Story of a COVID19 Survivor
I was exposed last March 8, 2020. In a meeting, there were two who had recent travel to Malaysia. At that time, Malaysia was not in the list of “high risk” destinations, not until 2 days after our meeting. One of them was asymptomatic, the other rapidly deteriorated by the second week and was intubated. Thankfully, she has now pulled through and is on her way to full recovery. As many of us in that meeting (10 of 14) started having symptoms, 2 of whom believed it was “asthma,” for the rest it had to be COVID19. At that time, however, we did not qualify for testing, test kits were few, and we were just all on home quarantine. None of us who had symptoms were tested, except for the one severe case that was admitted.
I had dry cough that was prolonged for about two weeks, had a one day malaise and tiredness, but had no sense of smell or taste for about a week, and a few sporadic episodes of diarrhea. I needed to be persistent, I was persistent. I was bothering and texting Dr. Karl Henson, every so often, and watched the Department of Health’s guidelines on testing almost daily. Finally, especially after our index case had deteriorated, I was finally told, that I could already be tested. My nasopharyngeal and oropharyngeal swabs were taken on day 11 from my onset of symptoms, or day 14 from my exposure. My real time-reverse transcription polymerase chain reactive (RT-PCR) test came back negative 3 days later.
Believe It or Not
Trained as a physician, I knew that not all tests were a 100% accurate. None of existing tests are a 100% sensitive. We base diagnosis and management on clinical history and presentation, more than just “treating a test result.” I felt I was a “false negative” — I was tested too late, or I had recovered by the time my swabs were taken, or the test was simply incorrect. When I had the opportunity to be tested for antibodies specific against COVID19, I had myself tested.
Thanks to Dr. Minguita Padilla who had access to test kits and graciously performed the rapid antibody test on me. I turned IgG positive, implying that as I had suspected, I indeed had a prior COVID19 infection. [IgG is short for immunoglobulin-G, antibodies that form after you have recovered from an infection in the past].
I had mixed emotions. I felt fear: I could have turned for the worse too. I was not ready. My son was not ready. Is anyone really ready? There was relief, somehow, I survived the ordeal and now have antibodies to fight the disease. Then there was this deep sense of responsibility: if my antibodies will help someone get well, I needed to donate my plasma.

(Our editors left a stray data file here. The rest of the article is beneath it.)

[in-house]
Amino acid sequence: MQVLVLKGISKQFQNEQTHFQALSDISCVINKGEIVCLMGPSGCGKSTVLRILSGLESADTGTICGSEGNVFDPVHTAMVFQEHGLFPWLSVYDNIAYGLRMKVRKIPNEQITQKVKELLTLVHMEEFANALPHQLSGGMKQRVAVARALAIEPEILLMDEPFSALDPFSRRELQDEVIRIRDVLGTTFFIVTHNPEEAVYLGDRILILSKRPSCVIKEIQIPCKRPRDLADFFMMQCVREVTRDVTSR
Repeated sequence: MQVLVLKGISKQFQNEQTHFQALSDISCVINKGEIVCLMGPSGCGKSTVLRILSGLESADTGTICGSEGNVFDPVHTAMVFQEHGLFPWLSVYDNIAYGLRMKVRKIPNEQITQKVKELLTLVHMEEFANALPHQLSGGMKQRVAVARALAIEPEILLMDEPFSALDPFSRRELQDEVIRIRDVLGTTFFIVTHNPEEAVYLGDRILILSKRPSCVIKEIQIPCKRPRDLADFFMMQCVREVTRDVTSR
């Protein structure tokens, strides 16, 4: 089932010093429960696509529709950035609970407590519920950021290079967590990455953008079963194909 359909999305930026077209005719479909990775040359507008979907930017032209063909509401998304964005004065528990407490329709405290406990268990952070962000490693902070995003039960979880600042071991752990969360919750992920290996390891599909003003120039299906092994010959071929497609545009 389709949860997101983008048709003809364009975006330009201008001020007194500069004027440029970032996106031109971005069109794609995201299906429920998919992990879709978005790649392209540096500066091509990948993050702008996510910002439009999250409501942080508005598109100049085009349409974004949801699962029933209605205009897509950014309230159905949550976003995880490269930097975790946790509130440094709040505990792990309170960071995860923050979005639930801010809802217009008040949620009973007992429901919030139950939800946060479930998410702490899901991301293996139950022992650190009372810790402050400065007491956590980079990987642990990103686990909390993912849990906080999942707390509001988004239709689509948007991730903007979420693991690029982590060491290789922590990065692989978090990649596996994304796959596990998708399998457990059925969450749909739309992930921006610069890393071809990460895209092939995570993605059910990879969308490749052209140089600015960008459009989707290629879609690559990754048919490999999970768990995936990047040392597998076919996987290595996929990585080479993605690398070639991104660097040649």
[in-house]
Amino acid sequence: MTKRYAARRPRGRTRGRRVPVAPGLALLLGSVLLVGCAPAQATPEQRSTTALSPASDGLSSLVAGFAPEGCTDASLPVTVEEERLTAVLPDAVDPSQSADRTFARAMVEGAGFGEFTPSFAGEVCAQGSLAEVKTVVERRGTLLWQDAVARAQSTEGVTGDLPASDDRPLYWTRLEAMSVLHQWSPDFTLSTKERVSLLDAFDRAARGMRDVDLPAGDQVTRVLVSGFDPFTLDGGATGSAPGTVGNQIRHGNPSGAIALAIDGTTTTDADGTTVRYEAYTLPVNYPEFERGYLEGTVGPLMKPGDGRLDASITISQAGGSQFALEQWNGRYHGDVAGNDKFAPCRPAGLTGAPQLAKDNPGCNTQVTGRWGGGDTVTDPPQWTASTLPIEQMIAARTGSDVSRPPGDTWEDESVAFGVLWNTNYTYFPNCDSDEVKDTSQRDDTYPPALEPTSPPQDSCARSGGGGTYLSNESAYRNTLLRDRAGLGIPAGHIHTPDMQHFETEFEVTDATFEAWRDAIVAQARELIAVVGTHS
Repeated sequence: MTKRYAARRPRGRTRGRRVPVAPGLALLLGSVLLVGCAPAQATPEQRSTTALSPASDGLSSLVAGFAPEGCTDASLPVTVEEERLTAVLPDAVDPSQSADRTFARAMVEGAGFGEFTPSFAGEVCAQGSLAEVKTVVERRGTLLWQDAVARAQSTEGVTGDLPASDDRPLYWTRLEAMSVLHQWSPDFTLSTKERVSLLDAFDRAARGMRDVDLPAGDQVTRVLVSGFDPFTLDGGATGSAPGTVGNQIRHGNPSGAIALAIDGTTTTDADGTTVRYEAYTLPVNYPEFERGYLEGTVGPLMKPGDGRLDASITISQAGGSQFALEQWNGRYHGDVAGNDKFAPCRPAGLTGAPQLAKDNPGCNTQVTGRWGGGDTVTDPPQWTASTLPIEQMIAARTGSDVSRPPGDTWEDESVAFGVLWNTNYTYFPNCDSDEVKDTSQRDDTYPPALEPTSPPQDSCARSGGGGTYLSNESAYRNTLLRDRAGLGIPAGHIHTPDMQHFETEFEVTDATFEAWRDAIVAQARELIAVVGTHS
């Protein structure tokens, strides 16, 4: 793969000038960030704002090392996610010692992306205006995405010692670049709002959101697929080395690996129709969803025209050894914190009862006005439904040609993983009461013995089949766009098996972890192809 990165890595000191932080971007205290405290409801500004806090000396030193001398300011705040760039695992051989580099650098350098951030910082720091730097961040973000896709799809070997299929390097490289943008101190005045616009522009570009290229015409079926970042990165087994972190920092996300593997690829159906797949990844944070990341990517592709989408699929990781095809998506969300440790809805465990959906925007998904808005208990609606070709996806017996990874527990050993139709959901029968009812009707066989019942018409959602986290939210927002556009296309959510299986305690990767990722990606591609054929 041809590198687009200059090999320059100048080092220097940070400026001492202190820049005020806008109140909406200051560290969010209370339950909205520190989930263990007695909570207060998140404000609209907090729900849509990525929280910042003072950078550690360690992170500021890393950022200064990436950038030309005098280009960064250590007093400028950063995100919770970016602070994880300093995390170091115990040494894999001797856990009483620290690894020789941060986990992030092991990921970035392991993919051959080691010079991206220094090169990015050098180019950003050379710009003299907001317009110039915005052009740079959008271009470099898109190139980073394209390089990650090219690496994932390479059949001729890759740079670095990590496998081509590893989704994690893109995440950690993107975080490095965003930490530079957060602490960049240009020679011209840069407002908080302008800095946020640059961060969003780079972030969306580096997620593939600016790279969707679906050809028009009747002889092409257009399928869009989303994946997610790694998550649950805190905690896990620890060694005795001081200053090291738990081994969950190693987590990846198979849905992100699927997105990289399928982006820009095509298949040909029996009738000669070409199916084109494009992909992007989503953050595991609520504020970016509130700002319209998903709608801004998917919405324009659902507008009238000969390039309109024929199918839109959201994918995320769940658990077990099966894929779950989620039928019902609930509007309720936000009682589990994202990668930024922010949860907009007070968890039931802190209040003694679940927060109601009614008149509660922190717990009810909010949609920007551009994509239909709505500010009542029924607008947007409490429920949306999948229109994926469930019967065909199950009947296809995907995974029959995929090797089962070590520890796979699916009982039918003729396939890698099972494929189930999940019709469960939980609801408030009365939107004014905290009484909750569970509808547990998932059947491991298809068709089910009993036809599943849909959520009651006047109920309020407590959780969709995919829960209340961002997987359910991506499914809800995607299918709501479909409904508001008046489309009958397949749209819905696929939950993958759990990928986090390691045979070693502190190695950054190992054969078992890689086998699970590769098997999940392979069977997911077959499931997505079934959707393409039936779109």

I was initially rejected as a donor. Most centers doing plasmapheresis required a positive RT-PCR test, that will turn negative at least twice. I only had an RT-PCR test done once, that turned out negative and did not meet the usual criteria. I nagged Dr. Karl to give me my results from the Destura test kit, maybe that turned out positive. I was initially “rejected” too at the University of the Philippines-Philippine General Hospital, being the first potential donor that did not have an RT-PCR test that was positive. I told them about the parallel testing on the UP-NIH test kit for validation, and hope they could gain access to it.
It was Dr. Jonas del Rosario who rechecked parameters for donation. There was a third parameter –a “positive result for anti-SARS-CoV-2 IgG antibody-based test done on recovery.” Yey! I absolved Dr. Karl, God bless him for all the work he does, he needed a break from me!
After at least 28 days of no symptoms, on April 20, 2020, I finally donated convalescent plasma (that yellow-orange fluid component you see inside the bag) at the University of the Philippines College of Medicine, Paz Mendoza Building Room 108 in the hope that it can help someone fighting COVID19 who was not as lucky as I was. Room 108 brought back all good memories…I was a student again of health informatics in this room at fifty. I learned new skills here. This time, however, the feeling was even better. I can donate every two weeks, at most twelve times in a year, God-willing I hope I can fulfill that responsibility.
I could not be at the frontlines. This was the only way I could think of to give back. I owe it to all of you staying in your houses, to all of you donating and finding ways to help our frontliners, frontliners on the streets, residents, fellows, teachers, mentors and colleagues, and other health care workers at the hospital frontlines, some of whom had paid dearly for this with their own lives.
SARS-CoV2, the virus responsible for COVID19 will be beaten. The heart and soul of mankind will win. Our task is daunting, but #WeHealasONE and #WeWinasOne.